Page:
In particular, graduate jobs for foreigners are becoming increasingly difficult to get. Lance says many young people now come to China on internships hoping it will lead to employment. For Garcia, who did an internship with Lenovo, the gamble did not pay off.
But despite this tighter, tougher jobs market, Hays and other recruitment agencies have standing vacancies for a range of jobs.
So, what sorts of skills and professions are actually in demand?
“I think if you went back five years, the traditional manufacturing and engineering disciplines were the biggest areas of demand for foreign talent in China,” he says. “I think that’s shifting more to the service industries, such as banking or finance. The demand will definitely grow in the next five years. The pharmaceutical industry is booming at the moment. I think that will continue. Some of the really technical disciplines, such as IT, I see a lot of growth in.
“There are lots of vacancies and not enough candidates to fill them.”
He urges job seekers to do their research before coming to China and find out whether their skills and experience are actually in demand.
Russian- born Alex Farfurnik, chief technical officer for Xiabo Network Technology, says his company has plenty of jobs going.
Down at the Beijing jobs fair, he speaks with plenty of job seekers. It’s not finding people that presents a challenge, he says, it’s finding the right people.
“It’s hard to get good technology people anywhere in the world,” he says. “I want as many as I can get.”
In Shanghai, Yang Xiong, director of the Youth Research Center at the Shanghai Academy of Social Sciences, says there is currently a massive skills shortage in the finance sector.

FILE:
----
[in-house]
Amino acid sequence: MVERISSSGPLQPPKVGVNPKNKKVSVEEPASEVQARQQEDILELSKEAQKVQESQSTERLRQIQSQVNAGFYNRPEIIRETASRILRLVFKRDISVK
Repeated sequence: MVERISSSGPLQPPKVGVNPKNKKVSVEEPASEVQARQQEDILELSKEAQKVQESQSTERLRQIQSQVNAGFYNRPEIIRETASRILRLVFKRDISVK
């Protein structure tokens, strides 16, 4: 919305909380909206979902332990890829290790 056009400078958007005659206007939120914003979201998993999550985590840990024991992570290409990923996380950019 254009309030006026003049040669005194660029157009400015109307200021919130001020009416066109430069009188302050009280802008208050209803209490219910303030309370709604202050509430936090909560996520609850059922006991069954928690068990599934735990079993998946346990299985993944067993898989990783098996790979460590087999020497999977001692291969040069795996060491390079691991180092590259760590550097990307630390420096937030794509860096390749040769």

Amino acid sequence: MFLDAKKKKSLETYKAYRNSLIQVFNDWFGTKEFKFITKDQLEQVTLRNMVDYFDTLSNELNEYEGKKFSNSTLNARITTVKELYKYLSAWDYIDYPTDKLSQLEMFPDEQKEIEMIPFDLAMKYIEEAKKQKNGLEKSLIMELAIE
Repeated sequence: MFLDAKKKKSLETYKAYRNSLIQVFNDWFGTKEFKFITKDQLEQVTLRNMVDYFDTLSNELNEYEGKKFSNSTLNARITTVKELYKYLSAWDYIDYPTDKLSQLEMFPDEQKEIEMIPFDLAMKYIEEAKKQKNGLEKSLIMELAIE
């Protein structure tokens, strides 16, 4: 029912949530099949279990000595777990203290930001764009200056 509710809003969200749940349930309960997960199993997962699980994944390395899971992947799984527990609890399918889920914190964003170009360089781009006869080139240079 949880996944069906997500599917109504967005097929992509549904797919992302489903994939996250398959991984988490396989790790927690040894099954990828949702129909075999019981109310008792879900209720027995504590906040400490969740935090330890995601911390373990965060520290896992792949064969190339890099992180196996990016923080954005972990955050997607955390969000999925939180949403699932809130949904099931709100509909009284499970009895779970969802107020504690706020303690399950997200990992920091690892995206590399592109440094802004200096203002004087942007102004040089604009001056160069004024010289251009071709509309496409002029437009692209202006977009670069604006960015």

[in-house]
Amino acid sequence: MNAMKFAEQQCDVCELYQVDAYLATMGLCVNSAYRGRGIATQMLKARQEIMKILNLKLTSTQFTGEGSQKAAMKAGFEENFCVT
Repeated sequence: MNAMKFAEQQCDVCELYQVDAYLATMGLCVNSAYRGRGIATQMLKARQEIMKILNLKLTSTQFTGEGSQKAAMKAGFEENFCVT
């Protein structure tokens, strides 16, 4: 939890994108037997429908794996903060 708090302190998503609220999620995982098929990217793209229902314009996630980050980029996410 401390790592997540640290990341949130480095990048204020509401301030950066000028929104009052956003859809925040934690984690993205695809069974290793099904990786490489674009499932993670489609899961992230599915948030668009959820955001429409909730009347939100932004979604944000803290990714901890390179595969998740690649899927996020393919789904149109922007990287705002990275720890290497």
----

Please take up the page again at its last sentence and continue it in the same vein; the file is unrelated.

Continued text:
“We have done a survey on the current number of qualified people in finance. We found the reserve (surplus to requirements) in this field is less than 1 percent, which is really a problem for us,” Yang says.
Lance at Hays puts the talent shortage down to China facing stiff competition with other Asian financial and innovation hubs such as Singapore.
That current talent tussle has perks for the job seeker.
“If you find a senior biologist with pharmaceutical experience, there are probably five or six companies that would immediately be interested in interviewing or hiring that person,” Lance says. “If you were looking at an industry that is growing or expanding and the competition at the top is really tough, then you do have the flexibility to sort of name your price.
“If you’re looking at general manager or vice-president or even up to CEO, packages of 3 million, 4 million, 5 million yuan and above (per annum) are possible. If you’re looking at the middle ranks where you maybe have a technical background and management function, anywhere from 1 million yuan to 2.5 million yuan a year is pretty achievable.”
Former California- based professor Jeff Jolly, 42, says it is possible for foreigners to arrive in China and gradually work their way into lucrative positions.
In 2010, his first year as a professor at Fudan University in Shanghai, Jolly says he was paid about 72,000 yuan a year.
He now has a second job as a consultant for a company that helps Chinese students prepare applications for American universities. He now earns up to 1 million yuan a year.
“If someone comes here and they can bear with the first year of having a small salary, I think it pays off,” he says. “I make somewhere between 600,000 and 1 million yuan a year. That’s not uncommon. Some of the younger teachers at the other universities have snagged similar (consultancy) gigs as well. They are on about 400,000 to 800,000 yuan per year. It really takes staying here for a year, getting to know people, making connections. The Chinese call it guanxi. It’s not who you are, it’s who you know.”
The Job Fair for Foreigners was held in Beijing on Nov 16. Official statistics show there are about 550,000 foreigners working in China.